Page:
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Tibiofibular Joint – Joints of Lower Limb

by James Pickering, PhD
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    00:01 posterior cruciate ligament, and also the medial femoral condyle. Now let’s move on to the tibiofibular joint. So here we have the tibiofibular joint superiorly. We have it here between the head of the fibula and the tibia. And we also have a more distal tibiofibular joint between the distal ends of the tibia and the fibula, which we can see here. And this distal tibiofibular joint is important with the articulation of the talus to form the ankle joint. So the tibia and the fibula are connected via two joints, the superior and inferior tibiofibular joints. There’s also an interosseous membrane which we can see here, and that is connecting the two bones. Here, we can see the superior aperture for the anterior tibial artery. All the connecting ligaments and fibres of the interosseous membrane run inferiorly from the fibia, and this resists the downward pull of the fibula. So all the connecting ligaments and fibres of the interosseous membrane run inferiorly down from the tibia, and this serves to resist the downward pull of the fibula. The inferior tibiofibular joint is a fibrous joint. It’s essential for the stability of the ankle joint. Distally, we have a strong interosseous tibiofibular ligament. So here we can see a strong tibiofibular ligament.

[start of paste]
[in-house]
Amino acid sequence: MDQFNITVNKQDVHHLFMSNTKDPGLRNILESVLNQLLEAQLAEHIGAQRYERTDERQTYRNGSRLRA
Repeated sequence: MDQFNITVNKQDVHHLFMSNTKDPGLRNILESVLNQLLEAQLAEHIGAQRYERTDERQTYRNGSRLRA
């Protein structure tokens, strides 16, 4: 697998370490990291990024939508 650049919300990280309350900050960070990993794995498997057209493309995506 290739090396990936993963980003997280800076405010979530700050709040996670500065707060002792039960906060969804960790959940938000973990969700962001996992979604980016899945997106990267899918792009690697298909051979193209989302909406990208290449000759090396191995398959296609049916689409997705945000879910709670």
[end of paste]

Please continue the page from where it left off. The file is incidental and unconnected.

01:29 We have this anterior and posterior. The joint is reinforced by these anterior and posterior tibiofibular ligaments. So here we can see, as we go to the ankle joint, this anterior


    About the Lecture

    The lecture Tibiofibular Joint – Joints of Lower Limb by James Pickering, PhD is from the course Lower Limb Anatomy.


    Included Quiz Questions

    1. The downward pull of the fibula
    2. The upward pull of the fibula
    3. The anterior pull of the fibula
    4. The posterior pull of the fibula
    5. The lateral pull of the fibula

    Author of lecture Tibiofibular Joint – Joints of Lower Limb

     James Pickering, PhD

    James Pickering, PhD


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